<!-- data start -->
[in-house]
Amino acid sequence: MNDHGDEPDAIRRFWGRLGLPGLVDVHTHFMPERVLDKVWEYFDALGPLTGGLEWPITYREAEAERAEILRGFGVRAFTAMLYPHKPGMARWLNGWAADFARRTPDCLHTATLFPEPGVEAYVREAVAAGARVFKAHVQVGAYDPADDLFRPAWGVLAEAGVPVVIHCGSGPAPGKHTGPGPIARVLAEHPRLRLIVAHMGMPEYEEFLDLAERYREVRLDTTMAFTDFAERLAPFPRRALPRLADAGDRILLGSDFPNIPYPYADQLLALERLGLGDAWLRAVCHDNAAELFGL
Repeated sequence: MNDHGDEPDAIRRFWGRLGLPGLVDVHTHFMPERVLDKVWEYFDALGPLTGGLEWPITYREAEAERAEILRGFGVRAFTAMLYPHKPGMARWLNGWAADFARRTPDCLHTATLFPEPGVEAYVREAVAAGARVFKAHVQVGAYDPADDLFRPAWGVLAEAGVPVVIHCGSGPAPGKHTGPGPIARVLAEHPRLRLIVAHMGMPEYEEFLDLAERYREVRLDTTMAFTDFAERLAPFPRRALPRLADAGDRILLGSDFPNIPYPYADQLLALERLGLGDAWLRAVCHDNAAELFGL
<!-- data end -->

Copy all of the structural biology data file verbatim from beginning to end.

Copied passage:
[in-house]
Amino acid sequence: MNDHGDEPDAIRRFWGRLGLPGLVDVHTHFMPERVLDKVWEYFDALGPLTGGLEWPITYREAEAERAEILRGFGVRAFTAMLYPHKPGMARWLNGWAADFARRTPDCLHTATLFPEPGVEAYVREAVAAGARVFKAHVQVGAYDPADDLFRPAWGVLAEAGVPVVIHCGSGPAPGKHTGPGPIARVLAEHPRLRLIVAHMGMPEYEEFLDLAERYREVRLDTTMAFTDFAERLAPFPRRALPRLADAGDRILLGSDFPNIPYPYADQLLALERLGLGDAWLRAVCHDNAAELFGL
Repeated sequence: MNDHGDEPDAIRRFWGRLGLPGLVDVHTHFMPERVLDKVWEYFDALGPLTGGLEWPITYREAEAERAEILRGFGVRAFTAMLYPHKPGMARWLNGWAADFARRTPDCLHTATLFPEPGVEAYVREAVAAGARVFKAHVQVGAYDPADDLFRPAWGVLAEAGVPVVIHCGSGPAPGKHTGPGPIARVLAEHPRLRLIVAHMGMPEYEEFLDLAERYREVRLDTTMAFTDFAERLAPFPRRALPRLADAGDRILLGSDFPNIPYPYADQLLALERLGLGDAWLRAVCHDNAAELFGL